Inclusive Communities also does not resolve whether disparate-impact liability may be applied to insurers or whether McCarran-Ferguson preempts the FHA insofar as the application of disparate-impact analysis and theories of liability conflict with, and would violate or force insurers to violate, state laws that regulate their underwriting and rating practices.  Those issues were addressed in two federal cases decided in 2014, one of which vacated the HUD Rule and the other of which remanded it to HUD for further consideration of McCarran-Ferguson.  In Prop. Cas. Ins. Ass’n. v. Donovan, [subscribers can access an enhanced version of this opinion: | Lexis Advance], the United States District Court for the Northern District of Illinois concluded that HUD had failed to consider the inconsistency between the HUD Rule and the nature of insurance rating, as well as the significance of the McCarran-Ferguson Act and remanded the HUD Rule to HUD for further consideration.  No. 13-8564, 66 F. Supp. 3d 1018 (N.D. Ill. Sept. 3, 2014).  In Am. Ins. Assn. v. Dep’t of Hous. and Urban Dev., 74 F. Supp. 3d 30 (D.D.C. Nov. 7, 2014), [subscribers can access an enhanced version of this opinion: | Lexis Advance], the United States District Court for the District of Columbia vacated the HUD Rule outright on the ground that the FHA only prohibits disparate treatment and, thus, HUD had no authority to issue the Rule and adopt a disparate impact standard in the first instance.   Id. at *7-*13.  The DC District Court also found that the application of the disparate impact standard to insurers would run afoul of McCarran-Ferguson, noting that consideration of disparate impact would require insurers to “mak[e] corrective underwriting, rating and pricing adjustments to recalibrate away from risk and towards parity of ‘impact.’”  Id.  at *11 n. 30.  Thus, the Court concluded, differences in underwriting and rating would no longer be premised on neutral characteristics determined statistically to be predictive of loss, but, rather, would force carriers to base decisions on those very characteristics which they are prohibited by state law from considering.  Id.  at *11.  Donovan was not appealed by HUD.   AIA is currently on appeal.  The status and impact of these cases is unclear following Inclusive Communities, but it is unlikely that the questions which are of concern to homeowner’s insurers that are left open by the case will be resolved any time soon.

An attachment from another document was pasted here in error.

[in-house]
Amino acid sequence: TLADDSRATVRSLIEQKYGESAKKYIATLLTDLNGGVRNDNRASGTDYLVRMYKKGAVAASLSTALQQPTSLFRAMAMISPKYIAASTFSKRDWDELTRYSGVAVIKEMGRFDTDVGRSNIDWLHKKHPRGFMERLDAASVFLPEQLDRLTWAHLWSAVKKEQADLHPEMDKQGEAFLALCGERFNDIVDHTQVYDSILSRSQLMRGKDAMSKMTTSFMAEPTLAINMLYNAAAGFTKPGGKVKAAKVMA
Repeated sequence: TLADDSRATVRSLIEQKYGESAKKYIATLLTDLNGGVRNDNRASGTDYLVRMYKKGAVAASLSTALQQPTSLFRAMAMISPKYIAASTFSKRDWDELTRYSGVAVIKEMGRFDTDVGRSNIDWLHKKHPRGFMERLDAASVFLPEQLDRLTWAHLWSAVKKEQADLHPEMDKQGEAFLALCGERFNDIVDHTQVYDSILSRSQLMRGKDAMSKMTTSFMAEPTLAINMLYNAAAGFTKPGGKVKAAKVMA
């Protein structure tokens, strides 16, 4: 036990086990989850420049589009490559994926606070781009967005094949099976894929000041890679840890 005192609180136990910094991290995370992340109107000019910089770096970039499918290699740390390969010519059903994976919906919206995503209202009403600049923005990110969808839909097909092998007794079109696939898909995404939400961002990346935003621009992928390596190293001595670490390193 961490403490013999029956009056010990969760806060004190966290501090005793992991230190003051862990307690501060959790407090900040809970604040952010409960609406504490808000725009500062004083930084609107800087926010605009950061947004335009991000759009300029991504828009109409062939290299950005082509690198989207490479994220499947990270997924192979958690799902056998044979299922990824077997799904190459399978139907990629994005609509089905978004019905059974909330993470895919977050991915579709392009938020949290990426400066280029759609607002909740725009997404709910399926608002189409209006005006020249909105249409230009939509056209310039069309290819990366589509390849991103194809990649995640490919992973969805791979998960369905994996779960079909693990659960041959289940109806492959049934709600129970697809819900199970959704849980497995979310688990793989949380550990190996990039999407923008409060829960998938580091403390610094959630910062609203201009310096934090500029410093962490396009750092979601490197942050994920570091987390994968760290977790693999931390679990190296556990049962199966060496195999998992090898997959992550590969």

As these issues await clarification, insurers should continue to anticipate and be prepared to defend claims attacking their underwriting and rating practices under disparate-impact theory.  The defense of such cases begins with the analysis of McCarran-Ferguson and the line that it draws with respect to the application of the FHA in general and disparate-impact theory in specific to insurers.  For cases that move beyond that hurdle, insurers must argue against the applicability of the HUD Rule, relying on the limitations and safeguards set forth in Inclusive CommunitiesIt will be incumbent on insurers to distinguish between the language of the HUD Rule and the clear directives regarding limitations on disparate-impact liability articulated in Inclusive Communities.